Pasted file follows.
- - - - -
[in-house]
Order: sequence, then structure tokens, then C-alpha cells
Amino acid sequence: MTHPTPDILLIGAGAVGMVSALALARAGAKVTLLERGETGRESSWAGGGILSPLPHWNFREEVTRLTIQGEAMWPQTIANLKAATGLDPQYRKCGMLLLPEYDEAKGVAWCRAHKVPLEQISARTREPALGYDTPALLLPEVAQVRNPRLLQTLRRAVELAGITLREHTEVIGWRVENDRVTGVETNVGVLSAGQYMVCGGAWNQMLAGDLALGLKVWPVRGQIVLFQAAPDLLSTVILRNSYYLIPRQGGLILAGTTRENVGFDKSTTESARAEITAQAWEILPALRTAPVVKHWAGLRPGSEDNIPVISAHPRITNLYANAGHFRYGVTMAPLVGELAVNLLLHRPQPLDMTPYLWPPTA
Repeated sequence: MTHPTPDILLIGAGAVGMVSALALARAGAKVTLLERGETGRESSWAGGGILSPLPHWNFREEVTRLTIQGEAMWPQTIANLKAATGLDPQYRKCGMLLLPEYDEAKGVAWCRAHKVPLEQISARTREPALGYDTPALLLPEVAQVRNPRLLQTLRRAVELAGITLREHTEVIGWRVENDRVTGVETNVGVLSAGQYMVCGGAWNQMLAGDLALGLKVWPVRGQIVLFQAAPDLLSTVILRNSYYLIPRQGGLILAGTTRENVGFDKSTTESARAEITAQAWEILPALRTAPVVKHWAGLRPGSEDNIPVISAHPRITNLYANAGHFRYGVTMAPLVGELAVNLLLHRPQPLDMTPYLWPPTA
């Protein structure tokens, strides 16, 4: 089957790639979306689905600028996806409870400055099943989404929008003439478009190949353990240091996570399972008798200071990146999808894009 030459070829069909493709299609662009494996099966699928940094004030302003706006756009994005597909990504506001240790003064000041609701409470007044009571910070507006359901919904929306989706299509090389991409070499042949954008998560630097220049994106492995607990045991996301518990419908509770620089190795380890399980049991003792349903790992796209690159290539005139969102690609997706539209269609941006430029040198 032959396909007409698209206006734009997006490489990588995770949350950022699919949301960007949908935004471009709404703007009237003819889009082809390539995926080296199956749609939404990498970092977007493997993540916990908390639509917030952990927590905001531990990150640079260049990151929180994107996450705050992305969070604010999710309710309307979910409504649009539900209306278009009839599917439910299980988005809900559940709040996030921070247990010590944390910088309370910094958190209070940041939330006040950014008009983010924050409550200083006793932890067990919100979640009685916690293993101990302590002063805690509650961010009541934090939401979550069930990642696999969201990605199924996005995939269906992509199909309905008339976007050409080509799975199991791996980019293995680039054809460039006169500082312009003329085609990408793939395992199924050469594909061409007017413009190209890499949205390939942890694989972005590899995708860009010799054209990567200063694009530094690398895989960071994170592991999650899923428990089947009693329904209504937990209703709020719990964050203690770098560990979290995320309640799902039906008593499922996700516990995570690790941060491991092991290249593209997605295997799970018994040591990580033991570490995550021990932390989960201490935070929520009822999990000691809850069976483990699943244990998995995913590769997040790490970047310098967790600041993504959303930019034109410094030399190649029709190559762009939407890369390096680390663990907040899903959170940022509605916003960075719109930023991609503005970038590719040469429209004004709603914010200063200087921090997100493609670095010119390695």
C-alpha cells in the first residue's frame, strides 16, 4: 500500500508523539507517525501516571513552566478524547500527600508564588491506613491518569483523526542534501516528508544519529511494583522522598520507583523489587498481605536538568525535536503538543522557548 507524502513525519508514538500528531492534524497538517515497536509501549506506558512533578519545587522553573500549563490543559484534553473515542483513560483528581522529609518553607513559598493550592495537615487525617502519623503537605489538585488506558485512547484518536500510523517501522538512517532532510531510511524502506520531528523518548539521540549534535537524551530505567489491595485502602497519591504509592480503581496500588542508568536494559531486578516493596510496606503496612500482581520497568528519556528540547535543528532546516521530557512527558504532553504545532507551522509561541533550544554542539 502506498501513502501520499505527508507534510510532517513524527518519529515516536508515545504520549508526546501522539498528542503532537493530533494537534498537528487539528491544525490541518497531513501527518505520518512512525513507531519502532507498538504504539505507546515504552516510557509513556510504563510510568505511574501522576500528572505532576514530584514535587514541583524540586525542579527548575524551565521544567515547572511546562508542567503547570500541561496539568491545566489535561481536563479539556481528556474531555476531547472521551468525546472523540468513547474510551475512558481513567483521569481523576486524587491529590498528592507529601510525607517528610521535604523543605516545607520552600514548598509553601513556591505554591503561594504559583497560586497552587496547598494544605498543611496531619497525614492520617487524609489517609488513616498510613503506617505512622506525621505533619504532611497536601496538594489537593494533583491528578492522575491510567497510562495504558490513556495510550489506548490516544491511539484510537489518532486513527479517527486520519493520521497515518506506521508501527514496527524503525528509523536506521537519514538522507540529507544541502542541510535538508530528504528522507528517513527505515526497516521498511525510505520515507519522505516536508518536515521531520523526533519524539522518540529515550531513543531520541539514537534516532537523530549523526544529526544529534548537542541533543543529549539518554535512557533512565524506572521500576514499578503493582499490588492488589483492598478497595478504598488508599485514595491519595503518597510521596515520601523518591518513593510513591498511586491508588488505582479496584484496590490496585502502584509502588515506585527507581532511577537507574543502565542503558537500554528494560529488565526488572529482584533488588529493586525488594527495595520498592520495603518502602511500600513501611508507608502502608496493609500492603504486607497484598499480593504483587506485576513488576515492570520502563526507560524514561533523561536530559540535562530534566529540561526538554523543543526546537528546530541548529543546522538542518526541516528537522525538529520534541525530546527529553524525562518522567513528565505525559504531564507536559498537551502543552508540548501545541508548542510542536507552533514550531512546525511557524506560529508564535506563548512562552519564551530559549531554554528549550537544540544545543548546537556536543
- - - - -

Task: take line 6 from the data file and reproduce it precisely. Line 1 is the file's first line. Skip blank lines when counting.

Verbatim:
C-alpha cells in the first residue's frame, strides 16, 4: 500500500508523539507517525501516571513552566478524547500527600508564588491506613491518569483523526542534501516528508544519529511494583522522598520507583523489587498481605536538568525535536503538543522557548 507524502513525519508514538500528531492534524497538517515497536509501549506506558512533578519545587522553573500549563490543559484534553473515542483513560483528581522529609518553607513559598493550592495537615487525617502519623503537605489538585488506558485512547484518536500510523517501522538512517532532510531510511524502506520531528523518548539521540549534535537524551530505567489491595485502602497519591504509592480503581496500588542508568536494559531486578516493596510496606503496612500482581520497568528519556528540547535543528532546516521530557512527558504532553504545532507551522509561541533550544554542539 502506498501513502501520499505527508507534510510532517513524527518519529515516536508515545504520549508526546501522539498528542503532537493530533494537534498537528487539528491544525490541518497531513501527518505520518512512525513507531519502532507498538504504539505507546515504552516510557509513556510504563510510568505511574501522576500528572505532576514530584514535587514541583524540586525542579527548575524551565521544567515547572511546562508542567503547570500541561496539568491545566489535561481536563479539556481528556474531555476531547472521551468525546472523540468513547474510551475512558481513567483521569481523576486524587491529590498528592507529601510525607517528610521535604523543605516545607520552600514548598509553601513556591505554591503561594504559583497560586497552587496547598494544605498543611496531619497525614492520617487524609489517609488513616498510613503506617505512622506525621505533619504532611497536601496538594489537593494533583491528578492522575491510567497510562495504558490513556495510550489506548490516544491511539484510537489518532486513527479517527486520519493520521497515518506506521508501527514496527524503525528509523536506521537519514538522507540529507544541502542541510535538508530528504528522507528517513527505515526497516521498511525510505520515507519522505516536508518536515521531520523526533519524539522518540529515550531513543531520541539514537534516532537523530549523526544529526544529534548537542541533543543529549539518554535512557533512565524506572521500576514499578503493582499490588492488589483492598478497595478504598488508599485514595491519595503518597510521596515520601523518591518513593510513591498511586491508588488505582479496584484496590490496585502502584509502588515506585527507581532511577537507574543502565542503558537500554528494560529488565526488572529482584533488588529493586525488594527495595520498592520495603518502602511500600513501611508507608502502608496493609500492603504486607497484598499480593504483587506485576513488576515492570520502563526507560524514561533523561536530559540535562530534566529540561526538554523543543526546537528546530541548529543546522538542518526541516528537522525538529520534541525530546527529553524525562518522567513528565505525559504531564507536559498537551502543552508540548501545541508548542510542536507552533514550531512546525511557524506560529508564535506563548512562552519564551530559549531554554528549550537544540544545543548546537556536543